The town of Pula, on Croatia’s Adriatic Coast, is an archeological hotspot. Evidence of a rich and ancient history is on display around the city - including a Roman amphitheater from the 1st century A.D., the 2nd century A.D. Twin Gates, and the 13th century A.D. Church of St. Francis.
These treasures that dot the streets of Pula are perhaps matched only by those that have yet to be discovered beneath the city. With nearly every infrastructure project begun in the city unearthing a new archeological find, construction teams working in Pula are accustomed to integrating preservation components into their projects. Although common, every discovery made during one of these projects is nonetheless met with enthusiasm, bringing with it the hope that something new can be gleaned about the past from each find.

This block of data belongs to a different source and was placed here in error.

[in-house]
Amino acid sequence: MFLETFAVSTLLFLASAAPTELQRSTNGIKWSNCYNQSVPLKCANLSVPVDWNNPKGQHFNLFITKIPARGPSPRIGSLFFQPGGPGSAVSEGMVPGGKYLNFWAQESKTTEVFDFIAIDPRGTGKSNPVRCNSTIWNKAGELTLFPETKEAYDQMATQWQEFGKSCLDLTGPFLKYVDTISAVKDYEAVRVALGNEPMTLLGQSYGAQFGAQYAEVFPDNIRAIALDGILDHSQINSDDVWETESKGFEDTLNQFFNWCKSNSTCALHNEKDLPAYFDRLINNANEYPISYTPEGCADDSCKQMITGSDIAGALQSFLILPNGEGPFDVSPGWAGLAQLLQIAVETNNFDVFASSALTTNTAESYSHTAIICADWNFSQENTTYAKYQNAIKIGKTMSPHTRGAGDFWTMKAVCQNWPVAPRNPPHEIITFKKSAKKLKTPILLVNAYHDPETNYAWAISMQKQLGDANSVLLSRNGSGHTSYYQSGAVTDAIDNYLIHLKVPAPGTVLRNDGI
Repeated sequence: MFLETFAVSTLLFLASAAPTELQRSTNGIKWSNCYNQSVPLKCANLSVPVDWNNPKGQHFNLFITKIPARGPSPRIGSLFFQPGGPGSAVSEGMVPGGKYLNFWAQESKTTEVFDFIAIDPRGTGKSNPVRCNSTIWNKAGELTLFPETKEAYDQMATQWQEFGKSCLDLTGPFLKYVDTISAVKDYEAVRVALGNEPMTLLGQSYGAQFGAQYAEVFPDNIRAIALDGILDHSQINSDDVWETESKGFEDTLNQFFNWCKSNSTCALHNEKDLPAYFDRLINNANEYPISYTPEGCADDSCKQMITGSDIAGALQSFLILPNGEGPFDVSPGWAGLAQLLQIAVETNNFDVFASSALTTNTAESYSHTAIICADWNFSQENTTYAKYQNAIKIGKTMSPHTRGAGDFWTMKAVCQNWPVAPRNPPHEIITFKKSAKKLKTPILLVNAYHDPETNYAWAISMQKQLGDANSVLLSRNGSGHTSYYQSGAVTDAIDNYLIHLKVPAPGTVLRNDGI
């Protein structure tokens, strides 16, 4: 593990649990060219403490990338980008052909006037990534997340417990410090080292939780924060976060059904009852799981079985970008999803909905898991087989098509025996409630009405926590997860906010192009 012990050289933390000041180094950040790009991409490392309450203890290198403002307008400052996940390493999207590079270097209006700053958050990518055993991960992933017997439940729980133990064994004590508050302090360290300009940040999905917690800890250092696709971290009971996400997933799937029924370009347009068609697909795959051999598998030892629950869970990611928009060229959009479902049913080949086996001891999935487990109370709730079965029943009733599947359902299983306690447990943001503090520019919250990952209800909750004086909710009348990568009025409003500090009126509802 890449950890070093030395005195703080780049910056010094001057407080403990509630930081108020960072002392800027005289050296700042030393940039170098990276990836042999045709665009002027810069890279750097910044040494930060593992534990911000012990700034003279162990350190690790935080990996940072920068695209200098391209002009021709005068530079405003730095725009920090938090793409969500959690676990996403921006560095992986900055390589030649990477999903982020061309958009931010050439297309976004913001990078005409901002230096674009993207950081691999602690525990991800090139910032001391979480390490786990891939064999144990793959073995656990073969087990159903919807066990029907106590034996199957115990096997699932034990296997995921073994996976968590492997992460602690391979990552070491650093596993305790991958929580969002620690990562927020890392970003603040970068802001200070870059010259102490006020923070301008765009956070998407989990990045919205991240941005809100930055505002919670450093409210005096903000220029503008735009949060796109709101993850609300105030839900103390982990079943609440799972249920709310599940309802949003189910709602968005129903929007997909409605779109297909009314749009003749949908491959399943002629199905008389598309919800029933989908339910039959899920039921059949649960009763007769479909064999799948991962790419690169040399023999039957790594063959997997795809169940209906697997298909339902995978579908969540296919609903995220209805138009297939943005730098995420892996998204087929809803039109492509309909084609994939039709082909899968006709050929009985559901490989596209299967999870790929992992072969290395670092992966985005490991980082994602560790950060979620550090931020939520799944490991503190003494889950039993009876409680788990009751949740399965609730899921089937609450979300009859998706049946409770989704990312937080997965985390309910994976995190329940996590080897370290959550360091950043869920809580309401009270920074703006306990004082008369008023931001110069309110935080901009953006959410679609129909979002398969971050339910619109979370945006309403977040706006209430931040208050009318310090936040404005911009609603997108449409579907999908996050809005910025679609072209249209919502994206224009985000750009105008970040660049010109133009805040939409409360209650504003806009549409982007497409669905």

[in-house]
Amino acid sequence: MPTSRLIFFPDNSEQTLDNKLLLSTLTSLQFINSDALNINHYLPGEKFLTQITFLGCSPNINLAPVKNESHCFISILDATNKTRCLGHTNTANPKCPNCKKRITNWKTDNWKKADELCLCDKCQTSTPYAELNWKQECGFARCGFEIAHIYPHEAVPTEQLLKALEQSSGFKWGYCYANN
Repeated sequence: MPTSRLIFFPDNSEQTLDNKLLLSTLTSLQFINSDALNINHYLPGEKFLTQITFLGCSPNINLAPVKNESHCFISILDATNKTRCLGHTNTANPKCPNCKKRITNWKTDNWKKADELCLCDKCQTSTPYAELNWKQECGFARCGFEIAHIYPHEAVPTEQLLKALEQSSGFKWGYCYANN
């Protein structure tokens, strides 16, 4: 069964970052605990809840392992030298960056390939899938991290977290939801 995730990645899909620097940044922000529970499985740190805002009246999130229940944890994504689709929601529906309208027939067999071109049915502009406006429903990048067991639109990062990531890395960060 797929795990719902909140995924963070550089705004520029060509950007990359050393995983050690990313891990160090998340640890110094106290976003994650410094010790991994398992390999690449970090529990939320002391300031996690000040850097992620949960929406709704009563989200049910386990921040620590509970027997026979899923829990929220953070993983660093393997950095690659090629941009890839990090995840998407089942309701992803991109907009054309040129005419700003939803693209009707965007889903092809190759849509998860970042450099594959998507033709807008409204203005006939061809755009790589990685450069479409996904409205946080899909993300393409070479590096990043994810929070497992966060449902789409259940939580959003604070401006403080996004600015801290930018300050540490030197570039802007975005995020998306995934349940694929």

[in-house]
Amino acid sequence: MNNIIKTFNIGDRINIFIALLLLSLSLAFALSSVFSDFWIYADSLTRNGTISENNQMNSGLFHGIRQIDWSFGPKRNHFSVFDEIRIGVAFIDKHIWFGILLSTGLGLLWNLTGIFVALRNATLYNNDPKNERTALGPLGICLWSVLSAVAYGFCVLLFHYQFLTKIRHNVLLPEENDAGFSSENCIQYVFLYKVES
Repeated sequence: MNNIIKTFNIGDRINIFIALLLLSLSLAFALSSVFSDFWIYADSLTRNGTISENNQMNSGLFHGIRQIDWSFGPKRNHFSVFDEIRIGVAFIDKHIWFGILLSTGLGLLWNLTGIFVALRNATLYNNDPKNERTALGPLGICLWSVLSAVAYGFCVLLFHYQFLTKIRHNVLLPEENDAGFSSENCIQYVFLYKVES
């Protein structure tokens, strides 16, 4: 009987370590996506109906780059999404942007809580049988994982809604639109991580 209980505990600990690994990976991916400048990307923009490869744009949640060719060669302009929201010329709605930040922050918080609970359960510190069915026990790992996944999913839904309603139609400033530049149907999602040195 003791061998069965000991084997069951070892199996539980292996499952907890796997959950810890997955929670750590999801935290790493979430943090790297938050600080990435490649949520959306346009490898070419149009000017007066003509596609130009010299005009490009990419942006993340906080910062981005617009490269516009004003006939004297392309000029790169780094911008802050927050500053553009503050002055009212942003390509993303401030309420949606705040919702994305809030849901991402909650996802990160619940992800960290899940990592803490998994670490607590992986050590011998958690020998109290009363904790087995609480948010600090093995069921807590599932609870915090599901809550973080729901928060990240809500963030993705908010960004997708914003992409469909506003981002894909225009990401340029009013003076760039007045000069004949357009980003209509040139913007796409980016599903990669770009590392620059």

Such was the case when a team working with the World Bank on the Second Coastal Cities Pollution Control Project began digging up a street in order to install a new waste water collection system near the city center. The project, designed to modernize the sewage system along the country’s seacoast in order to reduce pollutants from entering the sea and improve wastewater management, broke ground in 2007.
“We started the coastal collector seafront project in Flacius street in 2007,” says Vedrana Rakovac, project lead from the Pula Herkulanea utility company. “We thought that there would be no surprises in Flacius street because we had already started construction there. But something unexpected happened - for both us and our archeologist colleagues.”
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